Once you start shooting with a camera that has quality like the BlackMagic Design URSA Mini 4.6K, you'll want to be able to use it as much as you can. But because of it's size and weight, it's not an easy camera to fly on a gimbal for more than a few minutes. So it's time to add a Gimbal Support System to the mix.
While there are many different types of vests available, I decided to try out the Tilta Armorman 2 Exoskeleton Vest. While I prep this gear for an upcoming project, I thought I would share how the Tilta Armorman 2 (version 2) works, how the arms can be enabled / disabled during use, and how versatile it is to move a large gimbal around like the CAME-TV Prodigy.
If you're wondering why I chose the Tilta Armorman2 system, it's not that I believe it's better than anything else on the market, but it does work differently. You'll find a few systems that hang gimbals over your head. This may or may not cause more stress to your neck, shoulders, and lower back as it pulls you over.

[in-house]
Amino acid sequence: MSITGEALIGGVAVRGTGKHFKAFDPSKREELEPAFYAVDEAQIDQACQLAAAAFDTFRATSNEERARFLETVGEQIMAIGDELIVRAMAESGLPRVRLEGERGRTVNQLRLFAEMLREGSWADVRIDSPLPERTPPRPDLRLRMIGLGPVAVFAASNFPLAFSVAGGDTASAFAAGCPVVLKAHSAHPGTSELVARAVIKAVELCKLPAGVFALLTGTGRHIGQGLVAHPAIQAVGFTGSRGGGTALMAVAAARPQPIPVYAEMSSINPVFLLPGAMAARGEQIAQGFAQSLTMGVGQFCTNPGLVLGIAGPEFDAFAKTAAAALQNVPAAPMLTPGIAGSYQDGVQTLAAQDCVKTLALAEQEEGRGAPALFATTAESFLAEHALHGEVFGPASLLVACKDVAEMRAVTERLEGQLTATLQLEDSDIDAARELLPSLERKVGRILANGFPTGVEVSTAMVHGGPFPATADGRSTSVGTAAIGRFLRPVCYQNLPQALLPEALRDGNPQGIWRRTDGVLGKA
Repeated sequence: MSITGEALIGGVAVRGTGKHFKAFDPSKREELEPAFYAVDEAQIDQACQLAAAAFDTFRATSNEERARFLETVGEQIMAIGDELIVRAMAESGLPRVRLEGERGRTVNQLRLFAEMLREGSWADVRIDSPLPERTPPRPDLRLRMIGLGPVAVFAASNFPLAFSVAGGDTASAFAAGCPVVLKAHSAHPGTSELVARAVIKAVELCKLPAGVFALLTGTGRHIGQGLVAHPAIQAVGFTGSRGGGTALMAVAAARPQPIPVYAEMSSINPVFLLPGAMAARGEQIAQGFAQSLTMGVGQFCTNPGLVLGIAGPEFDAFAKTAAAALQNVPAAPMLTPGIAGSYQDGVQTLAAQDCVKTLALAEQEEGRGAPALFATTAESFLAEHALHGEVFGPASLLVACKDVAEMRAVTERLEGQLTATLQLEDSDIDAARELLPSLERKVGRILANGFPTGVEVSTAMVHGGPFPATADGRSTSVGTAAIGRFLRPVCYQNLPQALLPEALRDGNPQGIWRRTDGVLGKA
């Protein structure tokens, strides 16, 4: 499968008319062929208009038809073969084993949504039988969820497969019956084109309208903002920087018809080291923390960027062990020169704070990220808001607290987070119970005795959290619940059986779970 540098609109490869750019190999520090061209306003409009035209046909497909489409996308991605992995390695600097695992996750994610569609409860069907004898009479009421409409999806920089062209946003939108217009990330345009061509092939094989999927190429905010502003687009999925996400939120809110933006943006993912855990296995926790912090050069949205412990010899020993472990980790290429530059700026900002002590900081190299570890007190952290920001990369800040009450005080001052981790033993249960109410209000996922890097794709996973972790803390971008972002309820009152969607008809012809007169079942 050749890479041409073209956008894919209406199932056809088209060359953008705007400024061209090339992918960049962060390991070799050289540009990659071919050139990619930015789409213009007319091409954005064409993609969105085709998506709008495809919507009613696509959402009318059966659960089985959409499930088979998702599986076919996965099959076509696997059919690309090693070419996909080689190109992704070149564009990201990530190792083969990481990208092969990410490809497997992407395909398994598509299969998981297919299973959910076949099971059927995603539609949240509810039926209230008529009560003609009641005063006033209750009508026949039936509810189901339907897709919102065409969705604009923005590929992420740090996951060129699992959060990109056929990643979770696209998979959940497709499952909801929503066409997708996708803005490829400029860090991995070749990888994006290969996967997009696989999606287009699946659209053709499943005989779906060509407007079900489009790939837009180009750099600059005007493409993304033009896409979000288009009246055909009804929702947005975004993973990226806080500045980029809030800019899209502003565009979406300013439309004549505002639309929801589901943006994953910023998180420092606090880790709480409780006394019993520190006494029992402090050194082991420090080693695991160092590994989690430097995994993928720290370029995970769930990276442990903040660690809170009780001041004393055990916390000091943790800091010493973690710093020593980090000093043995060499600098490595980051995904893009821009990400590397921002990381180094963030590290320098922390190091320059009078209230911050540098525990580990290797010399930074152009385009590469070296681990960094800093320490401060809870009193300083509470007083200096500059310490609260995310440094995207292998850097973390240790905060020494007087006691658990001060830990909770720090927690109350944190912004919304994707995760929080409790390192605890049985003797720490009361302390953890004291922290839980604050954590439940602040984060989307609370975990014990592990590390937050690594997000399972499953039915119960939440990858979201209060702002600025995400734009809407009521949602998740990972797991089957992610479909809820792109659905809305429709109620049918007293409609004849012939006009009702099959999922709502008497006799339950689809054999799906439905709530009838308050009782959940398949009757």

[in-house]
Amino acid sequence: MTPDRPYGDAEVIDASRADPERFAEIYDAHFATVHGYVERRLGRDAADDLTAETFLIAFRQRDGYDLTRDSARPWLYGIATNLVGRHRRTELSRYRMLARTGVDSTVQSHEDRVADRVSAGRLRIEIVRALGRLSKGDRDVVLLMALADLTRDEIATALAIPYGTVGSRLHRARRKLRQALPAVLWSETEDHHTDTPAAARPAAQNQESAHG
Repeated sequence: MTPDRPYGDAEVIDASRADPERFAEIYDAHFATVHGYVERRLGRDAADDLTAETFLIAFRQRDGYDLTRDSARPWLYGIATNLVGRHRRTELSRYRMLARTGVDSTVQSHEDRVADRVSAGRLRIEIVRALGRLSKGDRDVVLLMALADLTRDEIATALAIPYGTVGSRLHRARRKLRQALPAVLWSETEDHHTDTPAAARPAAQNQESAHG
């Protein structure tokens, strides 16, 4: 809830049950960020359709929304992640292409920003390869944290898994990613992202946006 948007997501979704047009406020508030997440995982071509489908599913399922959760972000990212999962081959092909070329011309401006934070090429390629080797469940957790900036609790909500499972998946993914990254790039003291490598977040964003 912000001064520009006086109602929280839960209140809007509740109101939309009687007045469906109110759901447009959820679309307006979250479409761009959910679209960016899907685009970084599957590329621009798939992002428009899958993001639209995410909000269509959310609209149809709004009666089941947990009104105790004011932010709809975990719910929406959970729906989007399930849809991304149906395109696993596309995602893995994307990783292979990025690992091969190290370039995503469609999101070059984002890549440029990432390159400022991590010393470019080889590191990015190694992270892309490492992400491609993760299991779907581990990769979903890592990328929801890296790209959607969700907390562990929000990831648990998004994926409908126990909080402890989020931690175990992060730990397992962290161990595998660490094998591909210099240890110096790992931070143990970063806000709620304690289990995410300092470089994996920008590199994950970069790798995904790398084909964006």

The design of the Armorman 2 on the other hand have ISO arms that sit low and wraps around the sides of your body. Waist pads sit over the Pelvic bones transferring the weight to your hips similar to a Steadicam Vest (Your vest should sit more on the hips and not hanging from your shoulders). This has been a good standard for Steadicam operators for decades offering better posture and again transferring most of the weight off the lower spine.
Again, I can't say if it's better than other support systems on the market, but it's the one I prefer to use at the moment. Remember this is Tilta's version 2 Armorman, which was completely redesigned and easy for one person to manage. You can get more information about the Tilta Armorman 2 Gimbal Support Exoskeleton (here).
For large camera setups, the new CAME-TV Prodigy Gimbal has more height, more width, and a deeper frame than a full size Ronin. I can easily fit the Ursa Mini 4.6K with a V-Mount battery mounted on the camera. You can find the new CAME-TV Prodigy (here).